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Inosculation is a natural phenomenon in which trunks, branches or roots of two trees grow together in a manner biologically similar to the artificial process of grafting. The term is derived from the Latin roots in + ōsculārī, "to kiss into/inward/against" or etymologically and more illustratively "to make a small mouth inward/into/against"; trees having undergone the process are referred to in forestry as gemels, from the Latin word meaning "a pair".
It is most common for branches of two trees of the same species to grow together, though inosculation may be noted across related species. The branches first grow separately in proximity to each other until they touch. At this point, the bark on the touching surfaces is gradually abraded away as the trees move in the wind. Once the cambium of two trees touches, they sometimes self-graft and grow together as they expand in diameter. Inosculation customarily results when tree limbs are braided or pleached.
The term inosculation is also used in the context of plastic surgery, as one of the three mechanisms by which skin grafts take at the host site. Blood vessels from the recipient site are believed to connect with those of the graft in order to restore vascularity.
Inosculation is most common among the following taxa due to their thin bark:
Two trees may grow to their mature size adjacent to each other and seemingly grow together or conjoin, demonstrating inosculation. These may be of the same species or even of different genera or families, depending on whether the two trees have become truly grafted together (once the cambium of two trees touches, they self-graft and grow together). Usually grafting is only between two trees of the same or closely related species or genera, but the appearance of grafting can be given by two trees that are physically touching, rubbing, intertwined, or entangled. Both conifers and deciduous trees can become conjoined. Beech trees in particular are frequent conjoiners, as is blackthorn (Prunus spinosa).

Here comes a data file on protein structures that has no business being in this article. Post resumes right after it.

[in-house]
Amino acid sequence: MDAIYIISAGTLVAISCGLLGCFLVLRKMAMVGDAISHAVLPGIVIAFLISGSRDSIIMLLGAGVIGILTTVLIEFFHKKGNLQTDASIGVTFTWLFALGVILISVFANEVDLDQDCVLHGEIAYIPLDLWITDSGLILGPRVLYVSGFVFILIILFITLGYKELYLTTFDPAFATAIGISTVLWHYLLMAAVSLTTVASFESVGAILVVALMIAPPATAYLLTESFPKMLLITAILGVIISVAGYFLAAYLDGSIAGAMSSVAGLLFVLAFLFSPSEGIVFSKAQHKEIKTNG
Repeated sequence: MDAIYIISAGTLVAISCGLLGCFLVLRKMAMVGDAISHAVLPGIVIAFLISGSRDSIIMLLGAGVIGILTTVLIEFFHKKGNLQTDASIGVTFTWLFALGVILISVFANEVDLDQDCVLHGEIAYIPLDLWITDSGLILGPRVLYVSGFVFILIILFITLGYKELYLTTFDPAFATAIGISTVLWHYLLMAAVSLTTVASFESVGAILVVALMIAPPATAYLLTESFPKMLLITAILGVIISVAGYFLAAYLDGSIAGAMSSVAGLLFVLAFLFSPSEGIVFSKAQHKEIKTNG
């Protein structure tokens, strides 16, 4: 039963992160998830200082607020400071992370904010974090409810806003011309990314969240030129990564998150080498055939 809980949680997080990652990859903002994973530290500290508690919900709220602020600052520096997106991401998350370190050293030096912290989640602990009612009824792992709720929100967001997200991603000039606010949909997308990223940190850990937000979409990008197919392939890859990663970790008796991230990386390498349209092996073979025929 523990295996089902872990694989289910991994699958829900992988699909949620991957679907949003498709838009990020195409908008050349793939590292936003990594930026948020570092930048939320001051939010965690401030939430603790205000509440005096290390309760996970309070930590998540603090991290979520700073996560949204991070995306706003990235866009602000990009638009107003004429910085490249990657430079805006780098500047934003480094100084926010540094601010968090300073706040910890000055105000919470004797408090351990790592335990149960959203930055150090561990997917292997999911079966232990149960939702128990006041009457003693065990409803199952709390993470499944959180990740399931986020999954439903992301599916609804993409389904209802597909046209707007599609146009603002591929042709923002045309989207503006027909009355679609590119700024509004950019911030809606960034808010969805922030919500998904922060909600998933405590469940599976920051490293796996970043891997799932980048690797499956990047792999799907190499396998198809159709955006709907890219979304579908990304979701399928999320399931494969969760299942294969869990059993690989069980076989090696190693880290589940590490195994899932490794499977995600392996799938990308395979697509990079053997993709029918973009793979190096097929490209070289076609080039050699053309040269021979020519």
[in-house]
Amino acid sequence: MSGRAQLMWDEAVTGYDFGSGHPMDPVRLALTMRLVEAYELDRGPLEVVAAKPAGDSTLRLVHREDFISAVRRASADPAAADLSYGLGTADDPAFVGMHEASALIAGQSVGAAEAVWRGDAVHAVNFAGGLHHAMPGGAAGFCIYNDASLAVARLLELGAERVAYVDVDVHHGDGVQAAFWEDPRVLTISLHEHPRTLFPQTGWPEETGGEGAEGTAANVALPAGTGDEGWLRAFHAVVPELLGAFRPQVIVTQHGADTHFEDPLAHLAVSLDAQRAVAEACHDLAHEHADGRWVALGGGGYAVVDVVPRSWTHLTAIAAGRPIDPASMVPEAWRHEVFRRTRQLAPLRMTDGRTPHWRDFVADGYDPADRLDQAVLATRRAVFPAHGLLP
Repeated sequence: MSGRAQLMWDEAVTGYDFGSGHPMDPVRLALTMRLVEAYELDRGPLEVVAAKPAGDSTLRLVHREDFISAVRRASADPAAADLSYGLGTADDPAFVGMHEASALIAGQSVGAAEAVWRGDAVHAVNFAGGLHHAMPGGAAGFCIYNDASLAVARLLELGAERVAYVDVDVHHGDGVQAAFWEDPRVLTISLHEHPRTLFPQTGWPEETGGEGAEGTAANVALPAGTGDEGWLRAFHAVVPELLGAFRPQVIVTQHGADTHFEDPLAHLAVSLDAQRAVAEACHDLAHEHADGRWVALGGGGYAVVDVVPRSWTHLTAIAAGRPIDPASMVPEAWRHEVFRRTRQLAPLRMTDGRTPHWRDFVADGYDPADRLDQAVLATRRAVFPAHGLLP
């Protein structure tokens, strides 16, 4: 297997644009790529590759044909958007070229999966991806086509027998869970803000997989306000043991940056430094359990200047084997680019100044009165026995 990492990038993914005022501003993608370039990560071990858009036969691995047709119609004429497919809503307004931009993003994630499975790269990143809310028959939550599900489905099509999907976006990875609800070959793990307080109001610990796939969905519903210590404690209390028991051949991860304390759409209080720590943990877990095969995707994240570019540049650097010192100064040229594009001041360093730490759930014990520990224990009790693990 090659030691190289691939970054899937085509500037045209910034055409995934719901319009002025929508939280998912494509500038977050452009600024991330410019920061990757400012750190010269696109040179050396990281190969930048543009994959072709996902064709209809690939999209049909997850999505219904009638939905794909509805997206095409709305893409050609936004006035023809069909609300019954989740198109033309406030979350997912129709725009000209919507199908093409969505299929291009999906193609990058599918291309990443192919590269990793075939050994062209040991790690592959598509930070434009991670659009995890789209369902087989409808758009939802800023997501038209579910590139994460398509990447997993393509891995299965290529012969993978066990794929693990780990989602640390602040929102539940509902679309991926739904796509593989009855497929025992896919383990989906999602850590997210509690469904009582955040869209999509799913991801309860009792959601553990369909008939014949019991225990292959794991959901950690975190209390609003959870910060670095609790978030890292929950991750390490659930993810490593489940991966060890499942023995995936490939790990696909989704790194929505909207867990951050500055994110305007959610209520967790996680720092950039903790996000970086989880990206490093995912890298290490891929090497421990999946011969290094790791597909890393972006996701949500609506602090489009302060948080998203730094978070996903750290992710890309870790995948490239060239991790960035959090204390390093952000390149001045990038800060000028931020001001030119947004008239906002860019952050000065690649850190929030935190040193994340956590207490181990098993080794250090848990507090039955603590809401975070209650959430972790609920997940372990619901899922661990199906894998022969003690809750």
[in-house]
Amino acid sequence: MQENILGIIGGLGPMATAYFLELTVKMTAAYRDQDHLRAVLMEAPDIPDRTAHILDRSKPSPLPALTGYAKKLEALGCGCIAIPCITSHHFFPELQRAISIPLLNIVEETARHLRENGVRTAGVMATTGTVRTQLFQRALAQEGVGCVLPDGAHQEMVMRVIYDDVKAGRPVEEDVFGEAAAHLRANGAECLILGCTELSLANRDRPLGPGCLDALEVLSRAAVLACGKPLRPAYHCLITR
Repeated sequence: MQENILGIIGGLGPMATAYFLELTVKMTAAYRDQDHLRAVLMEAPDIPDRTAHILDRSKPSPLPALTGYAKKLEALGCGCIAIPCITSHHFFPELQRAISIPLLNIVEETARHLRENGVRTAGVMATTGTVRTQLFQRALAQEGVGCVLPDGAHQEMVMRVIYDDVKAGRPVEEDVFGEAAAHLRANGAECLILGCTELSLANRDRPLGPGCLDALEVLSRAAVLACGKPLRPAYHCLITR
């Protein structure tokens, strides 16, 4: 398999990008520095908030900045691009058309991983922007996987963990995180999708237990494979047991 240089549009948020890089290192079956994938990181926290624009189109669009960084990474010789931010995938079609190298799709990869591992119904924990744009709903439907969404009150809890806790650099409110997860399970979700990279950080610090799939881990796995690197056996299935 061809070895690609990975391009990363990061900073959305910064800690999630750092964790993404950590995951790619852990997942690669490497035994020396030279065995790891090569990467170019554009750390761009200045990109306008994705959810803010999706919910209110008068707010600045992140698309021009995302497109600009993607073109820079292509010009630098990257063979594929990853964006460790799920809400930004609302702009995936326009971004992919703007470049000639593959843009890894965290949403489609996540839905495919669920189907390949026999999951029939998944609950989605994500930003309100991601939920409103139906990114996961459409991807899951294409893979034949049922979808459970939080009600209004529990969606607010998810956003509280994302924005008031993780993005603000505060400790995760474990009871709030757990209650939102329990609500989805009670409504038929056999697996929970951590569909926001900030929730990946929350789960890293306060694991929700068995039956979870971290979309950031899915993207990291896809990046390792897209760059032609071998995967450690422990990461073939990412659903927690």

Such trees are often colloquially referred to as "husband and wife" trees, or "marriage trees". The straightforward application of the term comes from the obvious unification of two separate individual trees, although a more humorous use of the term relates to the sexually suggestive appearance of some natural examples. There may be a degree of religious intent, as some cults are organized around beliefs that trees contain a hidden or sacred power to cure or to enhance fertility, or that they contain the souls of ancestors or of the unborn.
On his Tour of Scotland, published in 1800, T. Garnett notes a tree near Inveraray that the locals called the Marriage tree, formed from a lime tree with two trunks that have been joined by a branch in the manner of a person putting an arm around another (see illustration) as would a married couple.
On the way to the Heavenly Lake near Urumqi in China are a pair of trees that local people have called the Husband and Wife trees because they are connected by a living branch. The Tatajia Husband and Wife trees are in Taiwan and in Yakushima, Kagoshima-ken, Japan, are a pair of Husband and Wife trees formed from conjoined cedars.
In Lambeg, Co. Down, slightly north of Wolfenden's Bridge, stand two beech trees (see 'Gallery') at the entrance to Chrome Hill, on the Lambeg to Ballyskeagh road. In the late 18th century, John Wesley was staying at Chrome Hill and decided to weave together two young beech trees to act as a symbol of unity between the Methodist Church and the Church of Ireland.
Conjoined sycamore maples
Inosculation of willow (Salix sp.)
Fused ash trees (Fraxinus excelsior)
Fused ash trees, side view (Fraxinus excelsior)
Fused sycamore trees (Platanus occidentalis)
- Garnett, T. (1800). Observations on a Tour of the Highlands and part of the Western Isles of Scotland. London : Cadell & Davies.
- MacArthur, Wilson. (1952). The River Doon. London : Cassell & Co. Ltd.
- Morton, John (1712). The Natural History of Northhamptonshire. London : R.Knaplock.